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Evaluation Of A Qualitative Approach For Detecting Glaucomatous Progression Using Wide-Field Optical Coherence Tomography Scans
Published 2018 · Medicine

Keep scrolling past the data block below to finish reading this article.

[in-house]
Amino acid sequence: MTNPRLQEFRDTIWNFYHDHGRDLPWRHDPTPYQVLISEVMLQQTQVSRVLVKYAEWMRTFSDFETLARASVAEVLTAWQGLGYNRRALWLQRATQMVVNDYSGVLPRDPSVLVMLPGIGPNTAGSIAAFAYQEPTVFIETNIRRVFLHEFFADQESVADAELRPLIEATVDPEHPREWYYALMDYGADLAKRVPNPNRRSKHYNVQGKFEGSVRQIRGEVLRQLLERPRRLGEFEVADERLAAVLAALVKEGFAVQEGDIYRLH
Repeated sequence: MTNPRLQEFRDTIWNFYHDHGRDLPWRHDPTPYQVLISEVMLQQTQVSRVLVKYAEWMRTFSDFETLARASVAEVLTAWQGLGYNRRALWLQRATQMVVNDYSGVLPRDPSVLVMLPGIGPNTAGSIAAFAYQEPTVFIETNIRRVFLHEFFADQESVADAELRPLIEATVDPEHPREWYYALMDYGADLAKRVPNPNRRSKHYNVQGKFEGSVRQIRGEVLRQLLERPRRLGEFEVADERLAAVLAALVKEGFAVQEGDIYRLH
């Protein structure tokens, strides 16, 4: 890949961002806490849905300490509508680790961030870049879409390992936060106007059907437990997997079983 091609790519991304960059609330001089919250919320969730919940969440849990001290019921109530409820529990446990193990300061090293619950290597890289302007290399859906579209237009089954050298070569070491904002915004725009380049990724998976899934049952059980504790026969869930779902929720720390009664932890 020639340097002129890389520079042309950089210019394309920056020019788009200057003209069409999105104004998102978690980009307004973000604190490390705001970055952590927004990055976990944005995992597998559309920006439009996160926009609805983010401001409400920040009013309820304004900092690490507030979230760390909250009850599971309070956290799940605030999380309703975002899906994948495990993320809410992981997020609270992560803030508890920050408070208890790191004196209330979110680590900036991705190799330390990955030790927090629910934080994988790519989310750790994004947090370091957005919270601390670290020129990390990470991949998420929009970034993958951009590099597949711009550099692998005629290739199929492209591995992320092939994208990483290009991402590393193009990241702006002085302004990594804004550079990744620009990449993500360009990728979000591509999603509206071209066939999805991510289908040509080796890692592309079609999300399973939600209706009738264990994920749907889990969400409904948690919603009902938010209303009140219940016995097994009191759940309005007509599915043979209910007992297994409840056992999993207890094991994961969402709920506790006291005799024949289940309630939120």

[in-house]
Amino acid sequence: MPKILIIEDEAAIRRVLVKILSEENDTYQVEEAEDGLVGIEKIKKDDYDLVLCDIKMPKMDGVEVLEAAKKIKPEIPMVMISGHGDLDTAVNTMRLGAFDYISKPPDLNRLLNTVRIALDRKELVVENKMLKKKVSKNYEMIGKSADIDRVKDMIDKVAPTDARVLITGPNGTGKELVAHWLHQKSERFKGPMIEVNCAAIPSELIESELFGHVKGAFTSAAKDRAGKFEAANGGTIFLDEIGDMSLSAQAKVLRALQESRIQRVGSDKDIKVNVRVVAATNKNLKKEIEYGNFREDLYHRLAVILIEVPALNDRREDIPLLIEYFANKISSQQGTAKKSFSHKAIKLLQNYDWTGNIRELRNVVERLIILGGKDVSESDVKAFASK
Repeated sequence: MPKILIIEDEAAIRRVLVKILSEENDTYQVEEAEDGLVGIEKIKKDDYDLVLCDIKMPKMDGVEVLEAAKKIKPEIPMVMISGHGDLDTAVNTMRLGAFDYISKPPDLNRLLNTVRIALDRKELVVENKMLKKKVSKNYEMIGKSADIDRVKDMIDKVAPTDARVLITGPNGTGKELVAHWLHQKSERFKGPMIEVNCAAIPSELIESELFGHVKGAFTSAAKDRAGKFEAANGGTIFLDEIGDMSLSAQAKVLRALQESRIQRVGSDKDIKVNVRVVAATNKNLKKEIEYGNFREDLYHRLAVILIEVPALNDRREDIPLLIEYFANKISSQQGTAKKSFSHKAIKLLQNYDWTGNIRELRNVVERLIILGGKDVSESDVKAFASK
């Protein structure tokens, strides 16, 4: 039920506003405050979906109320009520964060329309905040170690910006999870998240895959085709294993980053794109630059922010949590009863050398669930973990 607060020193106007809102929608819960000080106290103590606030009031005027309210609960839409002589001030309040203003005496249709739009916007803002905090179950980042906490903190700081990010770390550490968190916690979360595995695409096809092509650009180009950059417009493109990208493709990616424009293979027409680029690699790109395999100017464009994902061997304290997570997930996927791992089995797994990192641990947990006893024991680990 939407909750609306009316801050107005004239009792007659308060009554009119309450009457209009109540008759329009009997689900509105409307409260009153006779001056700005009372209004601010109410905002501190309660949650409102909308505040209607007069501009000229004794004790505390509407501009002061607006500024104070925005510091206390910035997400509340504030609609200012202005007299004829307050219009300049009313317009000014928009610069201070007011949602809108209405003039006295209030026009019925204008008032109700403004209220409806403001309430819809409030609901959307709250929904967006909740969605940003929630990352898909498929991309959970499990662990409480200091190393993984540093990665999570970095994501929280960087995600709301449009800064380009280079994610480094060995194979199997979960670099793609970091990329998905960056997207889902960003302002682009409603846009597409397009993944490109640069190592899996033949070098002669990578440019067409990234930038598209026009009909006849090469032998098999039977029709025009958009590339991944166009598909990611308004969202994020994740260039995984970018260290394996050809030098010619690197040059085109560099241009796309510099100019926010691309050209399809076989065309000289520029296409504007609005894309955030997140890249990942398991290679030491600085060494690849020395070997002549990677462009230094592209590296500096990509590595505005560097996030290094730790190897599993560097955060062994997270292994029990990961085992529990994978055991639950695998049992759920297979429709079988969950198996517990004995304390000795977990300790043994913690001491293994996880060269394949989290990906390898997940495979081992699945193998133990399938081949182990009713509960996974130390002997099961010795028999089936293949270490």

Purpose To determine the effectiveness of detecting glaucomatous progression by a qualitative evaluation of wide-field (12 × 9 mm) scans on optical coherence tomography imaging. This method was compared to a conventional quantitative analysis of the global circumpapillary retinal nerve fiber layer (cpRNFL) thickness. Methods A total of 409 eyes with a clinical diagnosis of glaucoma or suspected glaucoma for which two wide-field scans were obtained at least 1 year apart (n = 125) and within one session (n = 284) were included to determine the sensitivity of detecting progression at 95% specificity. Qualitative OCT evaluation was performed in a similar manner to flicker chronoscopy by superimposing the two scans, and the progression probability was graded. A quantitative event-based analysis of the global cpRNFL thickness also was performed. Results Thirty-three and 25 eyes were deemed to have progressed based on qualitative and quantitative approaches, respectively (P = 0.152). A post hoc review of cases where the two methods disagreed revealed that all eyes missed by the quantitative analysis had established glaucomatous damage that appeared to show characteristic patterns of progression. All eyes missed by the qualitative evaluation appeared to be free of such established damage, and instead showed a generalized reduction in cpRNFL thickness. Conclusions Qualitative evaluation of OCT imaging information more frequently detected change consistent with known patterns of glaucomatous progression than global cpRNFL thickness, warranting further studies to evaluate its value. Translational Relevance A framework for qualitatively evaluating progressive glaucomatous changes on OCT imaging clinically shows promise.